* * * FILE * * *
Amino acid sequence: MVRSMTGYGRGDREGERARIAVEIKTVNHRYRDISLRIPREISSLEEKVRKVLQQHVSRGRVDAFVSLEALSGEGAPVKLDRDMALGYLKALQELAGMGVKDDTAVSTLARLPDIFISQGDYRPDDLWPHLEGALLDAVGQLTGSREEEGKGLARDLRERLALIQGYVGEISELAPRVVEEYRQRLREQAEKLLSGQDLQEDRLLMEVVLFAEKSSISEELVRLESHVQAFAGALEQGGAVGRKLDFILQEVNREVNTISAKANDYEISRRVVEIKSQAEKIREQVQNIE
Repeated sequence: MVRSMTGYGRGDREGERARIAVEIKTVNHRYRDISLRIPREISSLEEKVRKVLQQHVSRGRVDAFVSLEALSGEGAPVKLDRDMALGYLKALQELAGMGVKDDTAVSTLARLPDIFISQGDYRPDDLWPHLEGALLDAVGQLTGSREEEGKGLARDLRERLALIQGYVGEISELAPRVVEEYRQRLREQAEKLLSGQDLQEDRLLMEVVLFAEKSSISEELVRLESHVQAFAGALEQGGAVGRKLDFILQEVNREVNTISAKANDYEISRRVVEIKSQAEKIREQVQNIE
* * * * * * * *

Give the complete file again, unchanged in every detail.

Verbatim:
Amino acid sequence: MVRSMTGYGRGDREGERARIAVEIKTVNHRYRDISLRIPREISSLEEKVRKVLQQHVSRGRVDAFVSLEALSGEGAPVKLDRDMALGYLKALQELAGMGVKDDTAVSTLARLPDIFISQGDYRPDDLWPHLEGALLDAVGQLTGSREEEGKGLARDLRERLALIQGYVGEISELAPRVVEEYRQRLREQAEKLLSGQDLQEDRLLMEVVLFAEKSSISEELVRLESHVQAFAGALEQGGAVGRKLDFILQEVNREVNTISAKANDYEISRRVVEIKSQAEKIREQVQNIE
Repeated sequence: MVRSMTGYGRGDREGERARIAVEIKTVNHRYRDISLRIPREISSLEEKVRKVLQQHVSRGRVDAFVSLEALSGEGAPVKLDRDMALGYLKALQELAGMGVKDDTAVSTLARLPDIFISQGDYRPDDLWPHLEGALLDAVGQLTGSREEEGKGLARDLRERLALIQGYVGEISELAPRVVEEYRQRLREQAEKLLSGQDLQEDRLLMEVVLFAEKSSISEELVRLESHVQAFAGALEQGGAVGRKLDFILQEVNREVNTISAKANDYEISRRVVEIKSQAEKIREQVQNIE